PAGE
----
Journalists in Mexico and Columbia face threats of violence, even death, for not following the dictates of drug cartels, some of which enjoy the covert support of government officials.
Delegates to a conference on biodiversity this week hope to set measurable goals to slow the disappearance of animals and plants. What will be the result? Journalists from Japan, New York and Washington, D.C., discuss the possibilities.
Journalists from Chile, Hungary and Washington, D.C. discuss the environmental and human cost of mining and other industrial processes in the wake of the Chilean mine accident and the toxic sludge spill in Hungary.
What is the relationship among economic progress, stable government and press freedom? Journalists from Turkey and South Africa and an MU emeritus professor examine restrictions and freedoms the media in growing countries face.
Recent elections in Venezuela, the overthrow of the Honduran president in 2009 and doubts expressed about the Cuban model of government, the left wing seems to have faltered. What is the state of Latin American politics and how do they impact the world?
Controversies about immigration and financial bailouts embroiled the European Union recently, while some countries there continue to function under caretaker governments. What do journalists working in Europe see as the implications of these struggles?
How did media outlets around the world decide to cover 9/11? Was the media frenzy surrounding the Quran burning and the Ground Zero mosque unwarranted, or were these legitimate news topics?
What are the lessons of Iraq, particularly for journalists who covered it? And how might the post-mortems on Iraq by Tony Blair and many others affect future foreign policy decisions by the United States and its allies?
How should the news media cover xenophobic movements, and how do those movements differ around the world? What is their impact? "Global Journalist" talks with journalists based in America, Moscow, and Brussels.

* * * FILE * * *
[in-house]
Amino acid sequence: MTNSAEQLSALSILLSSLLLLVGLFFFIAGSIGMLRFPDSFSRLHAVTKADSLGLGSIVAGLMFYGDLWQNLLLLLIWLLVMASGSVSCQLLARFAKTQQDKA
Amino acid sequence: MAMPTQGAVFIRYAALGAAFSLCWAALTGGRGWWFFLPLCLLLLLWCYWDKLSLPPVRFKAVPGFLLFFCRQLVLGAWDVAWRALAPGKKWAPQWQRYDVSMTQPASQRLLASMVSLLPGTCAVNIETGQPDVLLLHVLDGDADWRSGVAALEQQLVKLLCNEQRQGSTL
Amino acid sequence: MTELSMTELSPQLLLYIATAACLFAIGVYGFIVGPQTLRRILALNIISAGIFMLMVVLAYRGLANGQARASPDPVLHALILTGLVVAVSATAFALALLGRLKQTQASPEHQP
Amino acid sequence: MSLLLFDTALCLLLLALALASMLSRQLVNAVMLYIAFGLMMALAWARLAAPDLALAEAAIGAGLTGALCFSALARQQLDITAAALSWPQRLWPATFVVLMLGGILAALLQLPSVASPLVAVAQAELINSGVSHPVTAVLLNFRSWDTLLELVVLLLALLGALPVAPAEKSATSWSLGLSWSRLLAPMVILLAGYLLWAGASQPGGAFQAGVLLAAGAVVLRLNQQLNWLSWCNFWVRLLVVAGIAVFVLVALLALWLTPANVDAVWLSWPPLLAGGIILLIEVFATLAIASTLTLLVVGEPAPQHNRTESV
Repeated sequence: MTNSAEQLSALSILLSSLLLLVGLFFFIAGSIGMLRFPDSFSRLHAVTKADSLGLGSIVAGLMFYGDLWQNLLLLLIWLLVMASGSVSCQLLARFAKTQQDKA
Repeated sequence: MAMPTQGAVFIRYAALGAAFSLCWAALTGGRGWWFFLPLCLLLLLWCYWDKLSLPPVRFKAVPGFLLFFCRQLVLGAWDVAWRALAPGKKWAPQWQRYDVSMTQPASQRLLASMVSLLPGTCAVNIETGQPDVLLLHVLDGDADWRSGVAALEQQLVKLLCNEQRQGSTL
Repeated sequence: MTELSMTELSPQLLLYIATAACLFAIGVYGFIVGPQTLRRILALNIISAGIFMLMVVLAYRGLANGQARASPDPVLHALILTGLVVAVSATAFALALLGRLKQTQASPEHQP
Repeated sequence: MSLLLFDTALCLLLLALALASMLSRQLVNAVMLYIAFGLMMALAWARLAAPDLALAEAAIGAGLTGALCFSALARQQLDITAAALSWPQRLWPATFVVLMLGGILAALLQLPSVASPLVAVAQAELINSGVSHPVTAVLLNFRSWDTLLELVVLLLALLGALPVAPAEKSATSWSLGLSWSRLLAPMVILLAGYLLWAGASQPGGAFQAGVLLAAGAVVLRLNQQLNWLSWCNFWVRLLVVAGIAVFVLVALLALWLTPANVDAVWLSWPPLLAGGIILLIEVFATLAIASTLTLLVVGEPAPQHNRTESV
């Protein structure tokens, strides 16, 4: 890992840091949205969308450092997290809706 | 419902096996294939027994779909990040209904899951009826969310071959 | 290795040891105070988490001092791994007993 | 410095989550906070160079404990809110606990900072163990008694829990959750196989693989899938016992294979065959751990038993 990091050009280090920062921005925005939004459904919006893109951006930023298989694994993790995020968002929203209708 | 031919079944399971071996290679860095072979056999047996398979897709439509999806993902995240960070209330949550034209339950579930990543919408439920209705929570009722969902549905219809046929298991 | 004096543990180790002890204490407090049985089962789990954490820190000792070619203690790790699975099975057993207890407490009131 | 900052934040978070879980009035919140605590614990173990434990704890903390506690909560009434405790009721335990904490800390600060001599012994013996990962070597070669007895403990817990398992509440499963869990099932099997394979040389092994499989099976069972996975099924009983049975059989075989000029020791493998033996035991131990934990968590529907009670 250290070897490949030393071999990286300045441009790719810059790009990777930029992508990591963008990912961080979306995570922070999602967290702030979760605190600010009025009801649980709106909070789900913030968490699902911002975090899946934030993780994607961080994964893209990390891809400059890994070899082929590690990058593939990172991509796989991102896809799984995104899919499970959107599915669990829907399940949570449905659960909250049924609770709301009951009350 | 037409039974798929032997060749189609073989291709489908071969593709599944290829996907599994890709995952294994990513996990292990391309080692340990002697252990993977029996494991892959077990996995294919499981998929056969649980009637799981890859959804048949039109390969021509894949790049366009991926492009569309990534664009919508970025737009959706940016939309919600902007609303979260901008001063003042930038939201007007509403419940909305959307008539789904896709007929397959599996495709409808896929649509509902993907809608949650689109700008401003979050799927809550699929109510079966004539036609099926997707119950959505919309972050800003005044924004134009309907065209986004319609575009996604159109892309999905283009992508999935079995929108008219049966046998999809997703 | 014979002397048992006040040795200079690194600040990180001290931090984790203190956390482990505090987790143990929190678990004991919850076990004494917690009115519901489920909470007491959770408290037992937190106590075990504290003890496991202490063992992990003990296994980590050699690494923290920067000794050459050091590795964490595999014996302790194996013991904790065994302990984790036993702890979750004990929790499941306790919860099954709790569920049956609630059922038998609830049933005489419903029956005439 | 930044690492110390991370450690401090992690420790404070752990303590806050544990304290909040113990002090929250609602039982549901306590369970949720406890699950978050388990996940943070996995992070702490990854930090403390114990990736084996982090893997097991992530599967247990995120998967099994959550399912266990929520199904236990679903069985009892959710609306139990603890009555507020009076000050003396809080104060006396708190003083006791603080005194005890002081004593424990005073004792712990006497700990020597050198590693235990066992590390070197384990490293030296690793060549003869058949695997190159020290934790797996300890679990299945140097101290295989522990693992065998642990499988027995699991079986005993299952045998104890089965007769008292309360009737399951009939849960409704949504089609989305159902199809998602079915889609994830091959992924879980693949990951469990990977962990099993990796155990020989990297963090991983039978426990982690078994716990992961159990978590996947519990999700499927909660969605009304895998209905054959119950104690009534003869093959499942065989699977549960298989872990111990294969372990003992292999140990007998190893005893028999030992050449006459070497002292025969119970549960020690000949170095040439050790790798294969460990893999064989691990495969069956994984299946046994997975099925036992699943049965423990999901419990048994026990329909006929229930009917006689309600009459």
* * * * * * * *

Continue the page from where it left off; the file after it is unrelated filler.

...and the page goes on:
Disasters, such as the earthquake in Haiti, seemed to be covered with more urgency by the international media, especially in television coverage. The disaster in Pakistan has also served as an opportunity to foster better relationships and trust.
The United Nations has declared 2010 the year of biodiversity, with the hopes that this will be a step toward putting more focus on global sustainability. People also need to see that the value of ecosystems is about more than economics.
This week, the Committee to Protect Journalists said that Mexico has joined Iraq and Afghanistan among the most dangerous places to be a journalist. There are many stories about Mexico that need to be brought to the public's attention, but journalists have to take great risks to investigate them.
The impact of the leaked war documents is being compared to the Pentagon Papers. However, some journalists think the impact might take months to show up. This event also brings into question the effect of Wikileaks on reporting.
Governments worldwide paid attention to this week's first visit between Prime Minister David Cameron and President Barack Obama.
The bombings was the first act of international terrorism done by al-Shabab since it was established in 2007, so it was a shock to Ugandans. The president of Uganda has asked for more troops, but so far fighting the al-Shabab militarily has not really worked because they are guerilla fighters.
Facts are still being disputed about the Russian spy case, in which 10 men and women were arrested on charges of spying for Russia while masquerading as ordinary Americans.
Several organizations including Amnesty International, the Canadian Civil Liberties Association and a Facebook group with 13,000 members are calling for an independent probe into police action at the summit. They say police acted with disproportionate and excessive force.
The U.N. refugee agency reported that there are 43 million displaced people in the world and about 15 million of those are refugees. It's up to organizations like Human Rights Watch to come in and help U.N. organizations be more assertive in advocating for protection for refugees.
President Obama has called for a six-month moratorium on offshore drilling. He told the country it is time to embrace a clean energy future and to shift away from reliance on fossil fuels. But clean energy is only going to help us with the electric power side of the equation. In the United States, we almost use no oil in the electric power sector.
The World Cup starts Friday in South Africa. Hosting the World Cup well could give momentum to nation-building in a highly race- and class-polarized country where there is a lot of crime and violence.